On March 27 and April 24, President Donald Trump signed the Coronavirus Aid, Relief and Economic Security, or CARES, Act, and the Paycheck Protection Program and Health Care Enhancement Act,[1] respectively, together providing roughly $2.5 trillion in relief for eligible businesses and governmental bodies affected by the COVID-19 pandemic, with specific provisions focused on the hospitality space.

The CARES Act is comprised of multiple programs for very different kinds and sizes of businesses. To date, all programs envision loans and loan guaranties provided by the U.S. federal government to eligible businesses.

While there are numerous programs addressing different industries and sectors of the market, this article focuses on the $659 billion Paycheck Protection Program, or PPP, and the three Main Street Lending Programs that would, with the benefit of leverage from the Federal Reserve, provide $600 billion for acquisition of participation interests of 85% to 95% in loans made to eligible borrowers. These Main Street Lending Programs are not yet operational.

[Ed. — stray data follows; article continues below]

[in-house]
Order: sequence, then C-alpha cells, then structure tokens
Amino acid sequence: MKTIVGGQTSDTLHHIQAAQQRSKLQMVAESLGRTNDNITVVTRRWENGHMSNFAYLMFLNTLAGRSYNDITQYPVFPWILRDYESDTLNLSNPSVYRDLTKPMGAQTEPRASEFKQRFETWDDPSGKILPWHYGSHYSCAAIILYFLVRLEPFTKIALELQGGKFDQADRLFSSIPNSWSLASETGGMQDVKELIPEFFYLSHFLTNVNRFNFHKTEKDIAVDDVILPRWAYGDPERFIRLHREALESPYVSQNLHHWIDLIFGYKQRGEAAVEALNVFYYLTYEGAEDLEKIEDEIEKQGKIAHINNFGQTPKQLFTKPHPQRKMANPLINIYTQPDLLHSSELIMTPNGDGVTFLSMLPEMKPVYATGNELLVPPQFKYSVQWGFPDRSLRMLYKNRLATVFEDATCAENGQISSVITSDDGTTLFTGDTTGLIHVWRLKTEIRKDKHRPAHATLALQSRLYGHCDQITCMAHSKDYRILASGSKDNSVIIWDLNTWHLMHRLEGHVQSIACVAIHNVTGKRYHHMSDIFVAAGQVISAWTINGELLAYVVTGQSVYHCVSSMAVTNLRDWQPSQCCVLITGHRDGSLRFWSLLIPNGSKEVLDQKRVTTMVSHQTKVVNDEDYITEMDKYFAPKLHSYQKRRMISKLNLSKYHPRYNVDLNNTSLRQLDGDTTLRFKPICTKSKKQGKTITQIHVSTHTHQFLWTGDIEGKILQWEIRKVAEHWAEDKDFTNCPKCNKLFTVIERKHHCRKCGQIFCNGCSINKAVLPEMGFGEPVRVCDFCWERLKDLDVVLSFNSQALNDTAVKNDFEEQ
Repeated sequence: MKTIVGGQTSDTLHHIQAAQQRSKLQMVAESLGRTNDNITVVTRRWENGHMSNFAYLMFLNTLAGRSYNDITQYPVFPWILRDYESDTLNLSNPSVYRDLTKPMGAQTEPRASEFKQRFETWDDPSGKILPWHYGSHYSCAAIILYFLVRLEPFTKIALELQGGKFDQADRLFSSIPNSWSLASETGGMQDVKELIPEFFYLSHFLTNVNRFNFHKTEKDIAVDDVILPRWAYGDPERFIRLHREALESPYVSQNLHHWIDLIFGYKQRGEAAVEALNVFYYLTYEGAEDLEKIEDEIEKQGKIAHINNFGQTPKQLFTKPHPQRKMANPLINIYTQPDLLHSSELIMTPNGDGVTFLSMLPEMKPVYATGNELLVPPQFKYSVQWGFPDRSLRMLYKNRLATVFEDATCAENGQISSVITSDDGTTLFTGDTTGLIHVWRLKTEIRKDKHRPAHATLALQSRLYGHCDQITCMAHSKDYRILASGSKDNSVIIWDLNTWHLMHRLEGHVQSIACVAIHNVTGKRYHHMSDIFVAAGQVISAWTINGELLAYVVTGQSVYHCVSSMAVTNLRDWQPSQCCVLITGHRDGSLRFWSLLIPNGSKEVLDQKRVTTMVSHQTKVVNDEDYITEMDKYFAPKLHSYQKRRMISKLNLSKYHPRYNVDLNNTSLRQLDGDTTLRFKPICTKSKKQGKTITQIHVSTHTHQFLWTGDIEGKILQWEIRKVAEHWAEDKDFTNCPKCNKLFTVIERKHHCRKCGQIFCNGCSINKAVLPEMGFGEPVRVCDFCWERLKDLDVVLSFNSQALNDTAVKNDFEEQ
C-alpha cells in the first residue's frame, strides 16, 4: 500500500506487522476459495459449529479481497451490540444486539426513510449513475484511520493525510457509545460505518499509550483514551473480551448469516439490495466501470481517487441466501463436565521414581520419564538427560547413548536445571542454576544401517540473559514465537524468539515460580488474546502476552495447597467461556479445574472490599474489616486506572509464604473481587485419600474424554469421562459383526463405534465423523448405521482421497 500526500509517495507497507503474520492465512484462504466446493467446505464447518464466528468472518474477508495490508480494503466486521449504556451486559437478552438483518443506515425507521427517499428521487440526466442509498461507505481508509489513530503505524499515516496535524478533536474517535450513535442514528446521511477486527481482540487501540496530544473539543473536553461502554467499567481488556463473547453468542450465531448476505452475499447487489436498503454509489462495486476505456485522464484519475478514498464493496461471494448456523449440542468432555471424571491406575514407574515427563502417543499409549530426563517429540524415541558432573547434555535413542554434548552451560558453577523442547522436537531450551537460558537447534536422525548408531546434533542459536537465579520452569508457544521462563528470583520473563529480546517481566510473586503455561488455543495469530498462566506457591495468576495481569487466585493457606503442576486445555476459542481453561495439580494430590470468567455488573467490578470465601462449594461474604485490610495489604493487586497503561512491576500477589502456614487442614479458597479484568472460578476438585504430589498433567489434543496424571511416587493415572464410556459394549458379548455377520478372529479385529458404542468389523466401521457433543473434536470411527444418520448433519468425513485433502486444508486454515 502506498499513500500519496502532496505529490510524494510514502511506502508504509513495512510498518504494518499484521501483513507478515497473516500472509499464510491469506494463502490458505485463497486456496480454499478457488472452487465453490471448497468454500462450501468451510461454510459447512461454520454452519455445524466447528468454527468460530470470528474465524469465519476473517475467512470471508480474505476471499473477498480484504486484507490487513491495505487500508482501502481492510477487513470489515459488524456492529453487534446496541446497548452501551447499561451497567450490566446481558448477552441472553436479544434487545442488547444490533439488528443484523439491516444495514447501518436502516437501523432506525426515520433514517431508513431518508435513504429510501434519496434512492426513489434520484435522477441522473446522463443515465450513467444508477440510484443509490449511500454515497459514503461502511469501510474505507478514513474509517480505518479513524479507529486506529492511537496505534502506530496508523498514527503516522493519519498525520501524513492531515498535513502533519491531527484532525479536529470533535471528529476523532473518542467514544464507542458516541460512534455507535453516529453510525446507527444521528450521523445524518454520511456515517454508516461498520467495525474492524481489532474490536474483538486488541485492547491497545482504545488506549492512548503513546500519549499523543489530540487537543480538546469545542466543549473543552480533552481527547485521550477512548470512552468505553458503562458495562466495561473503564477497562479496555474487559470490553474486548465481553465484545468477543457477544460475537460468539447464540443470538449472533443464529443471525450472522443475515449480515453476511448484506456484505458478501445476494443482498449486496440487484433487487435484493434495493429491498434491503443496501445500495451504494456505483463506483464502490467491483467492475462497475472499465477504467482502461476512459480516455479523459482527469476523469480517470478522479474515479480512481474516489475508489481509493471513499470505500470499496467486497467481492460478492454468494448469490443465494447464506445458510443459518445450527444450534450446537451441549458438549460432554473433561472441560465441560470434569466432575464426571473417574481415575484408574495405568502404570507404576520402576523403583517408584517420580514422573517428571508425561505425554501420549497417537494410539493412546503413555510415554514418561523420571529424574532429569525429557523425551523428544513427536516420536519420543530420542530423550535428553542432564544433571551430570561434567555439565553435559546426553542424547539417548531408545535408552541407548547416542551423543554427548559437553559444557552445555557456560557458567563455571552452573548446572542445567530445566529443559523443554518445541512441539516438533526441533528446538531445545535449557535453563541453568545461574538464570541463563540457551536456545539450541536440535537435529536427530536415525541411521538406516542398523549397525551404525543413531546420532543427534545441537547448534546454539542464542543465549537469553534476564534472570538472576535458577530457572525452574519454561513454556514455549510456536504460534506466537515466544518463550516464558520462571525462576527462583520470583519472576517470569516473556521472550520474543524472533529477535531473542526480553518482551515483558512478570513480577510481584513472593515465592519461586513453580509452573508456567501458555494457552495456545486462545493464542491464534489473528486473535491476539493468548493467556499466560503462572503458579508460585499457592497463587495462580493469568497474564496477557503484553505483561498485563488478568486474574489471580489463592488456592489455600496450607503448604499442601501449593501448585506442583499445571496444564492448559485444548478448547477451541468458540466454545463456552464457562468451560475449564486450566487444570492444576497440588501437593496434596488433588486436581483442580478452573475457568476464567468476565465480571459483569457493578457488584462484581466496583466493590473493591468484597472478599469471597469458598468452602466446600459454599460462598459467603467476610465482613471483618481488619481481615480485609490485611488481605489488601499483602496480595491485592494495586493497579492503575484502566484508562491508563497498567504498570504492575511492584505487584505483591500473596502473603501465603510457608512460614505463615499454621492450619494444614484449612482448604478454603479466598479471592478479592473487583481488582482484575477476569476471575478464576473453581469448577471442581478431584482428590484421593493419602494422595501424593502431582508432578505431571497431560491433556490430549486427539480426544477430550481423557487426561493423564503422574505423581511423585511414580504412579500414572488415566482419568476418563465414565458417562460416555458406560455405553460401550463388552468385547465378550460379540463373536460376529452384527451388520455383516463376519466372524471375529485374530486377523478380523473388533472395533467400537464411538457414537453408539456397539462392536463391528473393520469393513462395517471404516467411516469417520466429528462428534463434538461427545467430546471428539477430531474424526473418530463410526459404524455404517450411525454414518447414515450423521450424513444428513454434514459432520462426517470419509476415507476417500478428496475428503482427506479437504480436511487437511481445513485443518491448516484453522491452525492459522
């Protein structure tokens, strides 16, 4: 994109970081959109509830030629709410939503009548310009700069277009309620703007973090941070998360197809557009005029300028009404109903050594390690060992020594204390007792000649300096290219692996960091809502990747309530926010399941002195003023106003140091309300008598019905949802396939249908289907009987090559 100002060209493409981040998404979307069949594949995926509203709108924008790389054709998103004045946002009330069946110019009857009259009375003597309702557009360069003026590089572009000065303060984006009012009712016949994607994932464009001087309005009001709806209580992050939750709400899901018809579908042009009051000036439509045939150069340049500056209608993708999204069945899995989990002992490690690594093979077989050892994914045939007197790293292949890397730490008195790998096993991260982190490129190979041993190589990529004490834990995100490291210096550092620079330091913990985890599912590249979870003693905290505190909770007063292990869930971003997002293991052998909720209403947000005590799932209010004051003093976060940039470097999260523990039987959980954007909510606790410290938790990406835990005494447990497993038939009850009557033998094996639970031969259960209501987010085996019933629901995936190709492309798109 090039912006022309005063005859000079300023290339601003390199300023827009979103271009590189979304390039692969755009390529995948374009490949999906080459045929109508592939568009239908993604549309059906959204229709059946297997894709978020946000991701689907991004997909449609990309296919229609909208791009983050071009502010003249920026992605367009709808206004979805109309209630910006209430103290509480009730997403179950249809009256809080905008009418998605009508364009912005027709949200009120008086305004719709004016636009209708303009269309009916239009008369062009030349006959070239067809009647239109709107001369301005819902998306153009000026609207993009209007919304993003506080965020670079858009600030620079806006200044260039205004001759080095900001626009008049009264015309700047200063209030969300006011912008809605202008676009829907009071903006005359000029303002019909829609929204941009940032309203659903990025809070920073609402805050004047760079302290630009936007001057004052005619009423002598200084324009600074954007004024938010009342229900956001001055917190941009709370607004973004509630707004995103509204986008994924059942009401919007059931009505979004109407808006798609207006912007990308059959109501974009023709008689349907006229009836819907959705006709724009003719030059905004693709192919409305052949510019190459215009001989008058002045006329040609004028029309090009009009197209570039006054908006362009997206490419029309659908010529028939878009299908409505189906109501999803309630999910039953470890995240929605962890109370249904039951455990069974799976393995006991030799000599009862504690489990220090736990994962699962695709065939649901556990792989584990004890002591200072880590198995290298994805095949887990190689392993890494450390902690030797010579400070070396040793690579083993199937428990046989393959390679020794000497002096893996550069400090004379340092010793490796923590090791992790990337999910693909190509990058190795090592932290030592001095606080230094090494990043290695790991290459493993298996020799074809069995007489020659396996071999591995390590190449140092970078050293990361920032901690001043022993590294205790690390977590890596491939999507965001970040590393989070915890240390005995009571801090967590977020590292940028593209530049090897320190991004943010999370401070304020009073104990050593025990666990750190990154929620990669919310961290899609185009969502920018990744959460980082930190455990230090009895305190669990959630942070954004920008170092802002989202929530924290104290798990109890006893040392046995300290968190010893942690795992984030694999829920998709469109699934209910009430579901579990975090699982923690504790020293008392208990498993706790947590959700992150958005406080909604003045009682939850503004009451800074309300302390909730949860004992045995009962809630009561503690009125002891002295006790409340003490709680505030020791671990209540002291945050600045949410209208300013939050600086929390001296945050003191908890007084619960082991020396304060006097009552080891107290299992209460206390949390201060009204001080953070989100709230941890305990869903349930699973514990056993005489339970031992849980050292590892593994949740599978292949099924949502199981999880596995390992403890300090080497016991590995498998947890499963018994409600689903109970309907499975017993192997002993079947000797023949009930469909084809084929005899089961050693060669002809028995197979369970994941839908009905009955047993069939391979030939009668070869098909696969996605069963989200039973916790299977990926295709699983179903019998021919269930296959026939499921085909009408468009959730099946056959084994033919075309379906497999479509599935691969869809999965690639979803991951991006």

There has been much written about the PPP as well as about the term sheets concerning the Main Street Lending Program. The purpose of this article is to highlight some issues that are particularly relevant to the hospitality industry.

Paycheck Protection Program

Eligible borrowers under the PPP are businesses with 500 or fewer employees (or in certain industries a higher number of employees) or other businesses that qualify under certain financial criteria. In order to make sure that the loans only go to small businesses, the size test (regardless of the metrics used) aggregates the numbers of employees (or financial metrics) of the borrower with those of its affiliates.

The hospitality industry — companies under an North American Industry Classification System code starting with 72 or recognized as being in the franchise space — won a great exception in the form of a 500-employees exemption per property (and no need to aggregate with affiliates), but there are still a number of aspects of the PPP that limit its effectiveness for the industry.

Who Files?

The unique structure of management agreements where the employees are employed by the manager but the economic burden is the responsibility of the owner has created some confusion over the party that should be filing for the loans. Most industry players have taken the position that the correct filing party should be the owner and it appears that most of the loans have been approved and disbursed that way.

Coverage for Fixed Costs